Access to justice for people with disabilities as victims of crime in Ireland
National Disability Authority
International literature recognises that people with disabilities are at greater risk of crime than their able-bodied counterparts, but that crime against people with disabilities is significantly under-reported and often fails to proceed to prosecution. However, little is known in the Irish context about how the criminal justice system responds to the needs of people with disabilities as victims of crime. This study aims to: Explore the barriers that people with disabilities who report a crime face in accessing the criminal justice system in Ireland and internationally; Compare the legislative tools and frameworks across different jurisdictions which seek to protect the rights of people with disabilities who report crime and abuse; Analyse the specific policies and practices that agencies of the criminal justice system have in place to facilitate people with disabilities’ access to justice; Explore national and international innovations which may contribute to strengthening the way in which the Irish criminal justice system responds to the needs of people with disabilities. The study addresses these aims through an international literature review and semi-structured interviews conducted with key agencies in the Irish criminal justice system.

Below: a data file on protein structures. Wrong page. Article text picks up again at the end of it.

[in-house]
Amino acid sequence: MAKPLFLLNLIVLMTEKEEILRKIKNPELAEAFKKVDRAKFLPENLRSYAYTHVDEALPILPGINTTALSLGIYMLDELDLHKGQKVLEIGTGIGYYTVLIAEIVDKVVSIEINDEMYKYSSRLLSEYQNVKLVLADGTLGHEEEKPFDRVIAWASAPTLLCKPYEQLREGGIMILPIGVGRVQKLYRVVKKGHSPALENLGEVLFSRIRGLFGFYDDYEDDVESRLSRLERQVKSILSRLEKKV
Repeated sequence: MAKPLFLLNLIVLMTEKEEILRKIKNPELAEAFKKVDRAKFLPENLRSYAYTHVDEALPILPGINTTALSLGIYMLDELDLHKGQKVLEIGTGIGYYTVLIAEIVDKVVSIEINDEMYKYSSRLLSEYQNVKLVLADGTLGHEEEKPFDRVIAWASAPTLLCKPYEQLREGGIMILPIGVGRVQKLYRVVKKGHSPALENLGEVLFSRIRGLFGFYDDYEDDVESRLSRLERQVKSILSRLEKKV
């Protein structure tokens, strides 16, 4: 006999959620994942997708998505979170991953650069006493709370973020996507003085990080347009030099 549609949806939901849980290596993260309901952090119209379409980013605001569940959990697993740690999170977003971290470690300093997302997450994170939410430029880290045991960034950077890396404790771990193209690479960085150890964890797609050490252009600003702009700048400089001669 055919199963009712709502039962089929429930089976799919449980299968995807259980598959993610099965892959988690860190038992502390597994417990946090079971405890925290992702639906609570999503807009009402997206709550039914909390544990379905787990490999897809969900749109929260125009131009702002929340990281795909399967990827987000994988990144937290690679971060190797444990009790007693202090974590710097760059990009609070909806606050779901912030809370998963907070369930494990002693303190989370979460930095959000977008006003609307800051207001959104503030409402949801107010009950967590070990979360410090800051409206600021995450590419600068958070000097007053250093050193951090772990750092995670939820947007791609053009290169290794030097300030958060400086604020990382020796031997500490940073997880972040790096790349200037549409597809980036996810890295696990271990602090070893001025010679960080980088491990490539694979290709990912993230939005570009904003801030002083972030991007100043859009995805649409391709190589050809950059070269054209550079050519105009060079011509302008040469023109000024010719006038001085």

Criminal justice system , Victims of crime , People with disabilities , Ireland , Disability-friendly services , Accessibility
Edwards, C., Harold, G., Kilcommins, S. (2012) Access to Justice for People with Disabilities as Victims of Crime in Ireland, Dublin: National Disability Authority.
© 2012 the authors.